by Sara Angle
CN Digital Studio Get ready to shed some pounds with your pup--pun intended. Just in time for spring, Victoria Stilwell, author of Train Your Dog Positively, which hit shelves yesterday, gave us her top tips for exercising al fresco with your dog.
Don't torture your puppy with doga, says Stillwell. "The majority of dogs that I've seen do it, do not look happy," says Stilwell. Instead, she recommends hiking, running, swimming or simply playing in the backyard as the best way to workout with your dog, but says that walking is absolutely the most important thing.
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A good walk or hike outside allows dogs to use their innate senses to smell things around them that they miss out on when they're cooped up indoors. Did you know that a dog's sense of smell is up to 100,000 times stronger(!!!) than humans' sense? Those nostrils need to get worked. Being outside is not only beneficial for your pet, it can also do wonders for your own body.
If you're looking for more cardio, running can be a great activity to do together, but make sure your dog likes it--and has enough energy to withstand a long run. "There is nothing worse out there than seeing a jogger or a runner dragging their dog who clearly doesn't want to run with them, or a dog like a dachshund," Stilwell laments. She warns that short-nosed breeds, like Shih Tzus and pugs, should also not be taken on long runs because anatomically, they cannot breathe as well as other breeds. (Come on, you KNOW that smush face can't last during your 10-miler.)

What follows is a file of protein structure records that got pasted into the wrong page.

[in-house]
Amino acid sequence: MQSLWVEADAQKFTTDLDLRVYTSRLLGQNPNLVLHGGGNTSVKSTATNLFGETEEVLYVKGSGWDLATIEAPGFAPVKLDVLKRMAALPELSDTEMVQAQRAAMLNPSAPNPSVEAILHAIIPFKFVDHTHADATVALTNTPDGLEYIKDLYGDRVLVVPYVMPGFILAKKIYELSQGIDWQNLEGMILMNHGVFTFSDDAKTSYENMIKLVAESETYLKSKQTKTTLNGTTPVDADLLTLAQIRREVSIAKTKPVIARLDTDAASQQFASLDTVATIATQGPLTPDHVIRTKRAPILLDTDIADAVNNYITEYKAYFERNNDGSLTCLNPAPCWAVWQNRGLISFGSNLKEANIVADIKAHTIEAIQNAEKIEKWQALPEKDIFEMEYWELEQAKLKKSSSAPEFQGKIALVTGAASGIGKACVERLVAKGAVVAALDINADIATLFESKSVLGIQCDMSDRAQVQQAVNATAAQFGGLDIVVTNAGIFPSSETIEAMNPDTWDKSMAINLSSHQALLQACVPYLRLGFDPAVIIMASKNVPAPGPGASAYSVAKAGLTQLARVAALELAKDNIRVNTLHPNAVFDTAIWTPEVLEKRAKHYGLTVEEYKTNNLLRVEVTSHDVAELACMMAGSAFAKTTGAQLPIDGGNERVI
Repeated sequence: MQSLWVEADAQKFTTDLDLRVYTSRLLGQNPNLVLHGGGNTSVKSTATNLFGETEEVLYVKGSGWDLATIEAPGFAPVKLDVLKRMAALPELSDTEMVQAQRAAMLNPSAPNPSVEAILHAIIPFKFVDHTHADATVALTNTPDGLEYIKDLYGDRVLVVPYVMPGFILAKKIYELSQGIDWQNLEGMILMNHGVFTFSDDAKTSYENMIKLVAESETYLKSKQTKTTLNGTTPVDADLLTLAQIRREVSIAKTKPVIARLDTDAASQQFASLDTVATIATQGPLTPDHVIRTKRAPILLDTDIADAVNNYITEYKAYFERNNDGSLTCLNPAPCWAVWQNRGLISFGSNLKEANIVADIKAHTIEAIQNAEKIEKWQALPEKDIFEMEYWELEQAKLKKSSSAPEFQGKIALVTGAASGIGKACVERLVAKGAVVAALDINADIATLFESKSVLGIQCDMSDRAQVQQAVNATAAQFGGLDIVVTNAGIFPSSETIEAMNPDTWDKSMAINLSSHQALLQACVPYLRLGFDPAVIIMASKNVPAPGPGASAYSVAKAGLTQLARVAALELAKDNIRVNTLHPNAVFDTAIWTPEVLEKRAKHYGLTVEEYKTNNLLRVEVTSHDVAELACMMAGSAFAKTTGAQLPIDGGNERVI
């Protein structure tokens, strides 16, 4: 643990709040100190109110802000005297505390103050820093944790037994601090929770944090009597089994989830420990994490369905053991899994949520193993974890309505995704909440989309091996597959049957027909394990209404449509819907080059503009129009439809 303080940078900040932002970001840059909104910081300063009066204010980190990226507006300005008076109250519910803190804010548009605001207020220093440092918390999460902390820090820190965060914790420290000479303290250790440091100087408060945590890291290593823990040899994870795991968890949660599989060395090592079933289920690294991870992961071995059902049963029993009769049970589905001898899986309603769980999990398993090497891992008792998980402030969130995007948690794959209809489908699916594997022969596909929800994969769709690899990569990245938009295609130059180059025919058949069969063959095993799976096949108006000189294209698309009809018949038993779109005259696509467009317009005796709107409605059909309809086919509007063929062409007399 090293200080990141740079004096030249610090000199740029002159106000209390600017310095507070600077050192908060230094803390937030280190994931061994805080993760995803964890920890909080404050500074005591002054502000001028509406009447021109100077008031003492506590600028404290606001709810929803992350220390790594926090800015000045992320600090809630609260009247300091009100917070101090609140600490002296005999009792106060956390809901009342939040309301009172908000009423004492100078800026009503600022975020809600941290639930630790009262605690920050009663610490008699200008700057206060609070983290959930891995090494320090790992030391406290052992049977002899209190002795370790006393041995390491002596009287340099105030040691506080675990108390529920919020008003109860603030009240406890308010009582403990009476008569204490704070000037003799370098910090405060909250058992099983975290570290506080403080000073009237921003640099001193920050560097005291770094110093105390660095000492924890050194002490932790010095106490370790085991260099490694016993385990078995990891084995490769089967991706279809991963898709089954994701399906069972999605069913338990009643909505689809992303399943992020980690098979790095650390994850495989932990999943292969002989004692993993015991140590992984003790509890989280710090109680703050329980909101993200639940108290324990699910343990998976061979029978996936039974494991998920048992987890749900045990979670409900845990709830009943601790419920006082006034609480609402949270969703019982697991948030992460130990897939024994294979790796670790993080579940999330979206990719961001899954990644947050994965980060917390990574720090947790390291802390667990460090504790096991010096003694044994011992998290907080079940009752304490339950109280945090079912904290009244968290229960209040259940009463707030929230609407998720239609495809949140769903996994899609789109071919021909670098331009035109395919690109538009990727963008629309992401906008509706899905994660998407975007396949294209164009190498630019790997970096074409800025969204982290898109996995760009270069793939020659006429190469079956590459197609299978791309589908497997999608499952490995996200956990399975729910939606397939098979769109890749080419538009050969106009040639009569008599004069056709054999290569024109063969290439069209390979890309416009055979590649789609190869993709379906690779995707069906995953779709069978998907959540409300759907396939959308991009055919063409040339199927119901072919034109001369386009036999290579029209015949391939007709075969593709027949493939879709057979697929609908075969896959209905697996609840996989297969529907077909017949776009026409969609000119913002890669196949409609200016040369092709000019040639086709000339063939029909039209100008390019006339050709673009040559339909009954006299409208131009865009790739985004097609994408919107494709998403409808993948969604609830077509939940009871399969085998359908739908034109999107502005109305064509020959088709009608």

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"A lot of people have the best intentions [when they take their dogs running]. The dogs may still be fit, but they haven't built up the stamina in their dog. You have to give your dog time to build up its stamina and fitness level too," she says.
Have a stubborn pooch that doesn't like to exercise? Stilwell says there is usually something else going on if your dog doesn't wanna go for a walk. Ask yourself: Is your dog in pain? Is it a behavioral issue? Take your pup to the vet to find out, and then make sure you are using equipment that is comfortable for them. She suggests attaching a leash to a harness rather than a nylon collar, and for dogs that pull, use a harness that attaches to the front of their chest, which is their center of gravity.
Make sure to also keep hydration and temperature (for both of you!) front of mind, too. Because dogs are closer to the ground (and have fur coats--duh), they heat up more quickly. So, if it's going to be a hot day, stick with early AM or evening exercise. Stilwell also suggests bringing along a water bottle/bowl combo for longer walks or runs and allowing your pet to drink "little and often." Now if only it would get warmer so we (and our dogs) could get out there.
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by Sara Angle